We need to talk about Jaws
9 August 2014
I’ve never watched Jaws. Somehow, though, any mention of the movie thrusts an image to the forefront of my mind: a gargantuan beast rising from cerulean depths, mindlessly charging towards vulnerable prey; rows of jagged teeth braced, black irises stoic as it prepares to tear apart human limbs and chew asininely on a once living, breathing, sentient being.
Why are we scared of sharks?
Where does a seemingly visceral fear of these sanguine sea-dwellers come from? It would be amiss to simply point the finger at Spielberg. We, like the author of Jaws, must admit – our fear is built on ignorance. And seeing as ancients sharks existed over 400 million years before we turned up, it’s not surprising that we still have much to learn.
Sharks: evolution’s success story
What we do know is pretty incredible. Maybe it’s no wonder we’re scared of a great white’s teeth when they’re the result of millions of years of evolutionary finessing.
White sharks are streamlined swimming machines with highly-developed senses. It’s this awe-inspiring talent that make them apex-predators – and makes their disappearance from an ecosystem even more dangerous.
Ancient sharks existed 400 million years before humans. Respect your elders.
Sharks are friends, not food
Which is why there are dedicated teams of conservationists and scientists working to understand and protect these beauties. After participating in a shark tagging research project two-decades in the making, Australian scientist Barry Bruce noted that beachgoers have been hanging out with sharks much more than previously thought:
“One thing that is becoming clearer is that people and sharks (including white sharks) share the same space more frequently than we previously realised. This is not because numbers of sharks have suddenly increased; it is because we are getting better information on shark movements.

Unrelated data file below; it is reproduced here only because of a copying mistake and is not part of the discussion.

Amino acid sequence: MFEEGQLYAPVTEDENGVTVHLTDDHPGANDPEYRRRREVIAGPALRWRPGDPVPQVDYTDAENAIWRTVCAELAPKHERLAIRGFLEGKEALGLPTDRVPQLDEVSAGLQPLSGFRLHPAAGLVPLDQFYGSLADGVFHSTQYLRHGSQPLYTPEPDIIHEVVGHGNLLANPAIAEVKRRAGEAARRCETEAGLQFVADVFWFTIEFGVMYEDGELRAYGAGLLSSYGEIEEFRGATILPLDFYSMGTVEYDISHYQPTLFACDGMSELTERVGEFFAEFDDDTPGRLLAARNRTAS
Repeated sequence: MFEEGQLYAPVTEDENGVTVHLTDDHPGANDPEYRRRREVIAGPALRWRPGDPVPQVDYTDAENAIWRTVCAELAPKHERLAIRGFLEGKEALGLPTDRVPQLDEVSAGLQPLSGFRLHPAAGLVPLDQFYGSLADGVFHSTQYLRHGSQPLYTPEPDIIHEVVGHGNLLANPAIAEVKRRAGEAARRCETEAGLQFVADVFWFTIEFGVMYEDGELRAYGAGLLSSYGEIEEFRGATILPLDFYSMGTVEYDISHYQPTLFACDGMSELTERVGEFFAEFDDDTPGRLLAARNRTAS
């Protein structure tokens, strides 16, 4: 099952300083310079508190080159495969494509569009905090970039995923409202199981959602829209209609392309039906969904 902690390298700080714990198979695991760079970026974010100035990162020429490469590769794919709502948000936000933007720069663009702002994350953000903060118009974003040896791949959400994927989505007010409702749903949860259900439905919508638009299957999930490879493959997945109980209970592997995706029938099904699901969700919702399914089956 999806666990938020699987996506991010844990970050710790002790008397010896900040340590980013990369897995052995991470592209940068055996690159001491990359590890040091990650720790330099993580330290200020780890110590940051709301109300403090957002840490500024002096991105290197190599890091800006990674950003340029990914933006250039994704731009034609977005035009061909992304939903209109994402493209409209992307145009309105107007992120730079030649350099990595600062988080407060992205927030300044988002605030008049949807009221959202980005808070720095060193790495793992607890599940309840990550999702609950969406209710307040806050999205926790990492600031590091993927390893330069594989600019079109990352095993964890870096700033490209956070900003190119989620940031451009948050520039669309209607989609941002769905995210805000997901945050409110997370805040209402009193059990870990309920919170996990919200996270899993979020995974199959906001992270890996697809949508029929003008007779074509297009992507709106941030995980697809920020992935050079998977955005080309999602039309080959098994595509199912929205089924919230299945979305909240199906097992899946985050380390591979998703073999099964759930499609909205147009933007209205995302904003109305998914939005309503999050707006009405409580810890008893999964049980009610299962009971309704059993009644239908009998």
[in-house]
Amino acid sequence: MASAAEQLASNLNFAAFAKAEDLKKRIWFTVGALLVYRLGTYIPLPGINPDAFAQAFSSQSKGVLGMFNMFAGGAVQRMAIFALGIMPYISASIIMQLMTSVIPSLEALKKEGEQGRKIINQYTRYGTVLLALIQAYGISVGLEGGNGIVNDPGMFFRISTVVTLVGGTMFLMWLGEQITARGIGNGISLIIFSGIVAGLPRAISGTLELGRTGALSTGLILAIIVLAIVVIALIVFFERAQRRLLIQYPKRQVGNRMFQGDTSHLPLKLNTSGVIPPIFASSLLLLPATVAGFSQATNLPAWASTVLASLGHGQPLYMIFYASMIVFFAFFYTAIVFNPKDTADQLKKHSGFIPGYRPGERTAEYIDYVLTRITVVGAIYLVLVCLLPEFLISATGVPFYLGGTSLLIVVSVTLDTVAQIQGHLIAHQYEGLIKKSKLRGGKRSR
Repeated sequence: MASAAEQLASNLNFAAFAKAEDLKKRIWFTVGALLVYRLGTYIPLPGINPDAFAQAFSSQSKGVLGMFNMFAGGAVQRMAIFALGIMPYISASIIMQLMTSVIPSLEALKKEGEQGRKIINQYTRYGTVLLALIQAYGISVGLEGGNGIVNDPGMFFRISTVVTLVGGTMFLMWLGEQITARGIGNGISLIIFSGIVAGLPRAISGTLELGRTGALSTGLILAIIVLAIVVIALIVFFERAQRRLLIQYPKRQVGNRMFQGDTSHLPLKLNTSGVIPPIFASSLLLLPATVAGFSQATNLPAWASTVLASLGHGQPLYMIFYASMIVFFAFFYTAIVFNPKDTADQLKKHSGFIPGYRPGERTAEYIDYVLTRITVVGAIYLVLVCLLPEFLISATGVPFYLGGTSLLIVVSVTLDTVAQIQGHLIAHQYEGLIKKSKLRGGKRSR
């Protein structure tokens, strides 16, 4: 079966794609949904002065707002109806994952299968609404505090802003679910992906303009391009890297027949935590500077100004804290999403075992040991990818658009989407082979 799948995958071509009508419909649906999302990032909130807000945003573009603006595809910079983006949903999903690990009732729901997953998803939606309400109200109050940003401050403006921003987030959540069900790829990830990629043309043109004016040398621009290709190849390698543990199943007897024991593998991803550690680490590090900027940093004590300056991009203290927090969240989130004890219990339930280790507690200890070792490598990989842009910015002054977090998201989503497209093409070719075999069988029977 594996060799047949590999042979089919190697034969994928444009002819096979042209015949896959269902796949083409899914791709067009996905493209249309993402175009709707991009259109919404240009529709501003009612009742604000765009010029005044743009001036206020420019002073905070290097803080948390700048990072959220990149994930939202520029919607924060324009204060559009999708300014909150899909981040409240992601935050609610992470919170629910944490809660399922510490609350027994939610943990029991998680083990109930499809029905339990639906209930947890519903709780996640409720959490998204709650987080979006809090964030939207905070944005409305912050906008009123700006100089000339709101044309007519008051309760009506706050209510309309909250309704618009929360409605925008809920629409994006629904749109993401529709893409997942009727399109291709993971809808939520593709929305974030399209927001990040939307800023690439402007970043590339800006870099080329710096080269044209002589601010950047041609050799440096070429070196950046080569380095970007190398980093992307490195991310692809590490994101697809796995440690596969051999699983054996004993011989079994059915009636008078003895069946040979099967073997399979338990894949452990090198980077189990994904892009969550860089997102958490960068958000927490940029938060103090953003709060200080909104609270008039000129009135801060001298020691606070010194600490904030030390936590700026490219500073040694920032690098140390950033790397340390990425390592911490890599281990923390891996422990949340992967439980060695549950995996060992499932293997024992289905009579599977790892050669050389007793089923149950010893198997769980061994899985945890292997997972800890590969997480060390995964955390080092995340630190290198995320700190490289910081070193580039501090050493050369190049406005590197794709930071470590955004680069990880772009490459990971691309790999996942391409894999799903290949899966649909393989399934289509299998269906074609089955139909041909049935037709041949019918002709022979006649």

The more we look the more we see. For example we know of some areas in eastern Australia where white sharks and people commonly swim at the same beach at the same time – yet there has never been an attack at these beaches – in fact in most cases you would not know they were there.”
What can we take from this confirmation that our oceans are well and truly shark-infested? Perhaps we can start by seeing sharks in our waters as a sign of a healthy ecosystem rather than an infestation problem – made almost miraculous amongst the 100 million shark bodies humans haul to fish heaven every year.
Dr Bruce’s research also vindicates one of the most compelling shark preservation arguments – that we’re much less likely to die of a shark attack than we might think.
Tell Mike Baird to save sharks
Alarmists in the media are running a scare campaign to pressure NSW Premier Mike Baird to kill sharks. They want NSW to put up more deadly shark nets or even ruthlessly cull sharks, like Colin Barnett tried in Western Australia in 2014.